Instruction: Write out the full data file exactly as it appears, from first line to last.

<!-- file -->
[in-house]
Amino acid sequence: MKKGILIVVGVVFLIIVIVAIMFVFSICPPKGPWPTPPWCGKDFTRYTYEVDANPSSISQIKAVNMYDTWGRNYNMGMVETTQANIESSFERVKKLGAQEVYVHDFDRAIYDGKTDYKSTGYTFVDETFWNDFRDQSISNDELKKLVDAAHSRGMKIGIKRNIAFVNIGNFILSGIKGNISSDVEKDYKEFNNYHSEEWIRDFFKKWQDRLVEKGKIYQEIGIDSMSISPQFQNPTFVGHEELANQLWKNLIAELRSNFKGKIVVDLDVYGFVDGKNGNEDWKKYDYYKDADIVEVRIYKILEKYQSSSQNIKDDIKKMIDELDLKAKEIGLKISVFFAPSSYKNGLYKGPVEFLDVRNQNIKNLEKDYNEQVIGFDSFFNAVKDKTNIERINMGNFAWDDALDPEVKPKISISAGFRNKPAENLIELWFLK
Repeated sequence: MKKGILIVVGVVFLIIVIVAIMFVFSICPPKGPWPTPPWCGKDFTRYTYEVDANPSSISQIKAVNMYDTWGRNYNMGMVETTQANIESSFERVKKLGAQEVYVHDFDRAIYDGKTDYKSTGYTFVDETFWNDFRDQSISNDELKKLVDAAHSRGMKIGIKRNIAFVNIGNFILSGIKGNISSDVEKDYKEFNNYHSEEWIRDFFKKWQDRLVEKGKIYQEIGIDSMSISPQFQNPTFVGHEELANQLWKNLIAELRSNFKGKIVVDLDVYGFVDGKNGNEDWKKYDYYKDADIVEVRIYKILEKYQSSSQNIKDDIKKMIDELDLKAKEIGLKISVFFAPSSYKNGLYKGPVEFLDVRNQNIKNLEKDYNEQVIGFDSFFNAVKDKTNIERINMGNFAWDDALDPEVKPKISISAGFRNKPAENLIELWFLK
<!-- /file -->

[in-house]
Amino acid sequence: MKKGILIVVGVVFLIIVIVAIMFVFSICPPKGPWPTPPWCGKDFTRYTYEVDANPSSISQIKAVNMYDTWGRNYNMGMVETTQANIESSFERVKKLGAQEVYVHDFDRAIYDGKTDYKSTGYTFVDETFWNDFRDQSISNDELKKLVDAAHSRGMKIGIKRNIAFVNIGNFILSGIKGNISSDVEKDYKEFNNYHSEEWIRDFFKKWQDRLVEKGKIYQEIGIDSMSISPQFQNPTFVGHEELANQLWKNLIAELRSNFKGKIVVDLDVYGFVDGKNGNEDWKKYDYYKDADIVEVRIYKILEKYQSSSQNIKDDIKKMIDELDLKAKEIGLKISVFFAPSSYKNGLYKGPVEFLDVRNQNIKNLEKDYNEQVIGFDSFFNAVKDKTNIERINMGNFAWDDALDPEVKPKISISAGFRNKPAENLIELWFLK
Repeated sequence: MKKGILIVVGVVFLIIVIVAIMFVFSICPPKGPWPTPPWCGKDFTRYTYEVDANPSSISQIKAVNMYDTWGRNYNMGMVETTQANIESSFERVKKLGAQEVYVHDFDRAIYDGKTDYKSTGYTFVDETFWNDFRDQSISNDELKKLVDAAHSRGMKIGIKRNIAFVNIGNFILSGIKGNISSDVEKDYKEFNNYHSEEWIRDFFKKWQDRLVEKGKIYQEIGIDSMSISPQFQNPTFVGHEELANQLWKNLIAELRSNFKGKIVVDLDVYGFVDGKNGNEDWKKYDYYKDADIVEVRIYKILEKYQSSSQNIKDDIKKMIDELDLKAKEIGLKISVFFAPSSYKNGLYKGPVEFLDVRNQNIKNLEKDYNEQVIGFDSFFNAVKDKTNIERINMGNFAWDDALDPEVKPKISISAGFRNKPAENLIELWFLK